Should I Invest In Dividend Aristocrats

Impressive is it not. But now what? Should we just stick to investing in dividend aristocrats? Many do just this.

Whilst typical the dividend yields are a little lower, they are obviously very secure dividend-paying stocks if not a little boring.

These are the sorts of companies that have been around forever and likely always will be, more often than not selling mundane products and services.

Currently, within my portfolio I hold 7 US dividend aristocrats. In the future, this may include a couple more as my portfolio matures (and maybe me) and I am wanting to reduce my risk somewhat.

How many do you own? Every dividend growth portfolio should have its fair share of aristocrats in it. Not only this they should also be your larger positions in my opinion as they give you at least some security.

I use the term security loosely but you catch my drift.

Do not expect strong growth on the share price or dividend but over the long term, most of my dividend aristocrat positions are doing very well. Often with compound annual dividend growth rates above 7%.

Modest growth to low consistent growth is the aim of the game here.

Keep track of your dividends and your portfolio as a whole with my dividend tracking spreadsheet.

What Is A UK Dividend Aristocrat

A UK dividend aristocrat is not the same as a US one. US companies place a heavy emphasis on paying and raising their dividend year after year. Not so much in the UK unfortunately.

For a UK company to become a dividend aristocrat then they have to just maintain or increase its dividend payment for 7 years. This is in stark contrast to the 25 year streak of increases needed for the US.

In my opinion, even 7 years of paying or increasing the dividend is still pretty impressive but obviously pales in comparison to the US.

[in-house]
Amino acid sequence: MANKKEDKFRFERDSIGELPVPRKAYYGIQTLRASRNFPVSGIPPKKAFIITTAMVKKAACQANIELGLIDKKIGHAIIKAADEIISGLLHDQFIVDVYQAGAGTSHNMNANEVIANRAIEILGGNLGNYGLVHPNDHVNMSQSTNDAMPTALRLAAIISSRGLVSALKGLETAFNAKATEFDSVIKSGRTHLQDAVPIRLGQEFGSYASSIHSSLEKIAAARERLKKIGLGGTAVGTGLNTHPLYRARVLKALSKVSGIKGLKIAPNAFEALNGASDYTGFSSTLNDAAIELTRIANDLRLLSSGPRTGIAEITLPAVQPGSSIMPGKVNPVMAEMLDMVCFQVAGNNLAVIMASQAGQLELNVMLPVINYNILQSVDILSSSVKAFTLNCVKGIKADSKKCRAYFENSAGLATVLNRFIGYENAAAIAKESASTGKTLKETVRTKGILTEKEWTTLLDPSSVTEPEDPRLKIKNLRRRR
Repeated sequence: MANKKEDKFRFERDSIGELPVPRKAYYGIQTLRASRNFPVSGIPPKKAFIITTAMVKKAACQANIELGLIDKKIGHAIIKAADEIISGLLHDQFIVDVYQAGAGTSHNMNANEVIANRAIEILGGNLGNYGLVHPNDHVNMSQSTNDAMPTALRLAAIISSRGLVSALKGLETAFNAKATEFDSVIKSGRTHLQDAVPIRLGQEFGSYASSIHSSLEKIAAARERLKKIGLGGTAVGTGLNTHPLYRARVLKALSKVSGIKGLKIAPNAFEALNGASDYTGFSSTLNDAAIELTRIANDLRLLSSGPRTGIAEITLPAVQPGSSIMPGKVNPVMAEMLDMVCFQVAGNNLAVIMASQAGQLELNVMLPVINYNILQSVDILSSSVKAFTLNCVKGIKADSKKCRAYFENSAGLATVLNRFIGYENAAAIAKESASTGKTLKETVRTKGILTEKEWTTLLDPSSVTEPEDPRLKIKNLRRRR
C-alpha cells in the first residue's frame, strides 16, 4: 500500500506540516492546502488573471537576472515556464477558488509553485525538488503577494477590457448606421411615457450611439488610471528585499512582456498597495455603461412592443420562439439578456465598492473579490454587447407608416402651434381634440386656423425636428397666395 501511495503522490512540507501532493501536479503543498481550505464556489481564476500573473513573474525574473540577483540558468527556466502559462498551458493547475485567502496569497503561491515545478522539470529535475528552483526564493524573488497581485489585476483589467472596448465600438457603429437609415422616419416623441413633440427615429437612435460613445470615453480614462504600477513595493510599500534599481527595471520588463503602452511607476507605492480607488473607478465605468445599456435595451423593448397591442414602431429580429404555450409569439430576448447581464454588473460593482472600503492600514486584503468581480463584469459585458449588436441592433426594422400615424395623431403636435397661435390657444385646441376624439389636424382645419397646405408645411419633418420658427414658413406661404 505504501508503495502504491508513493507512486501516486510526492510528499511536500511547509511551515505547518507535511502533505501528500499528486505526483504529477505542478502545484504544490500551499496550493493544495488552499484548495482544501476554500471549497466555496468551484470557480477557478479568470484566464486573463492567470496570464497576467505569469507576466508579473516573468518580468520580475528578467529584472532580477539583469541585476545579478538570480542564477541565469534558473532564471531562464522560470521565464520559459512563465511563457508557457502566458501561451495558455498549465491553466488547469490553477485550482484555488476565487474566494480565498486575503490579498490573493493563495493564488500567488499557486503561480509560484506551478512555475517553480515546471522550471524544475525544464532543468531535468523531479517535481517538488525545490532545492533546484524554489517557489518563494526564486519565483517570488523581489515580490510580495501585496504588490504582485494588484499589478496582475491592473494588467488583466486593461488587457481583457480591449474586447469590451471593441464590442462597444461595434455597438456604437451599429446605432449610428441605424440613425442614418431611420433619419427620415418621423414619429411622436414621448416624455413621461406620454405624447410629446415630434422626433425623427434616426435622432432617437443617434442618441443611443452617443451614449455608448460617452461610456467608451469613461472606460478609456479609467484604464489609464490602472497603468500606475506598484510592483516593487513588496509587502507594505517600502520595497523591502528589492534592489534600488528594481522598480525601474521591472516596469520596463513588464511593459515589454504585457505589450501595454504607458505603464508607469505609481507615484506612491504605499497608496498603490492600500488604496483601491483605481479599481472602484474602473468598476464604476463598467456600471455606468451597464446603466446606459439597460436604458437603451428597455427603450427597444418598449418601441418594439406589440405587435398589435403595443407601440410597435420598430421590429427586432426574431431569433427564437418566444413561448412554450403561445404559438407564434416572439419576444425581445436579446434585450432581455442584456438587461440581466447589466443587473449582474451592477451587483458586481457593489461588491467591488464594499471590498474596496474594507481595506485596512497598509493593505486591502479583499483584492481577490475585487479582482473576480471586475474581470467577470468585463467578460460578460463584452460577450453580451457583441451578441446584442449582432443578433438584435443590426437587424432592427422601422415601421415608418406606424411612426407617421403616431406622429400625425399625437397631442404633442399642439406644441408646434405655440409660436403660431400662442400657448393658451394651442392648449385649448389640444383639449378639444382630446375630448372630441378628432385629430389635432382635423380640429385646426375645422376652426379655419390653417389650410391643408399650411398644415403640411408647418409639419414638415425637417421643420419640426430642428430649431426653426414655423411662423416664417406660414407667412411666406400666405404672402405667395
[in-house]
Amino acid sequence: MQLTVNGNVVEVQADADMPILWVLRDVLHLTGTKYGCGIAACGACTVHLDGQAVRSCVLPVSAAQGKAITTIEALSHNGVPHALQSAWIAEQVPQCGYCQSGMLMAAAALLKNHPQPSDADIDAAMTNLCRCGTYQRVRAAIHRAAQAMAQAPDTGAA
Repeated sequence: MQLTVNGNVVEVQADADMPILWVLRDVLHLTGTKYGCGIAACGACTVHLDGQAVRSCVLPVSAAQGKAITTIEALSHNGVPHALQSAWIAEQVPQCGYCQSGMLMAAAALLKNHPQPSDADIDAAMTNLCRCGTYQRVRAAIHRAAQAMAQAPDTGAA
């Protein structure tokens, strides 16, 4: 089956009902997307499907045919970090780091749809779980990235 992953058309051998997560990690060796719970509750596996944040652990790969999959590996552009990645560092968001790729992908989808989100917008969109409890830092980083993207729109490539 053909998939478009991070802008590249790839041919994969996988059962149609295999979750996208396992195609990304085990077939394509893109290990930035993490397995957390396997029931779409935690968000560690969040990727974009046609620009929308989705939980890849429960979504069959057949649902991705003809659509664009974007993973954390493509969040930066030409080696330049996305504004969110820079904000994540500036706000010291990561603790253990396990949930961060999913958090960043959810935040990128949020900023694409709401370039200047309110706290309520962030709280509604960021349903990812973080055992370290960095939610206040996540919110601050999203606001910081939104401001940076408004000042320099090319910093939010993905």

The only other factor for UK aristocrats is they must be in the top 40 of the highest paying dividend stocks contained within the S&P Europe Broad Market Index (BMI).

For US companies, however, the actual yield is irrelevant as long as the dividend increases year on year.

Also how much the dividend is increased by each year is not limited. They could do an increase of 0.05% and it would still count.

Should this make you more weary of UK aristocrats?

Hmm…. maybe.

If you are adopting a strict dividend growth approach then you might be put off by investing in the UK.

It is not that simple however, the way I look at it is this.

Investing in the UK is great because the money goes back into our economy rather than the US. Not only this we do not have to pay any tax on our dividends as long as we are using a stocks and shares ISA.

If you are not sure what I am talking about then you must read Trading 212 Invest vs ISA where I outline the benefits and drawbacks of the ISA.

Getting hit with a 15% withholding tax on US dividends does sting a little though I must admit. That withholding tax offsets some of the downsides of UK companies tendencies to not honour the dividend as much as the US.

On the flip side, the strong growth of those US companies means we have to suffer that blow for the greater good. Having a diversified portfolio not only into each sector but across both the UK and the US is of the utmost importance in my humble opinion.

Conclusion

I think you will agree that having a backbone of dividend aristocrats in your portfolio will serve us well now and into the future.

Nobody can say what the future will hold. These companies will at least do their damndest to keep rewarding us with those sweet dividend increases though. That goes for US aristocrats at least.

Let me know in the comments what if any aristocrats you hold in your portfolio, I would love to know.

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None of the above should be used as financial advice, I am not a professional. Always do your own research.

Thanks,

Sean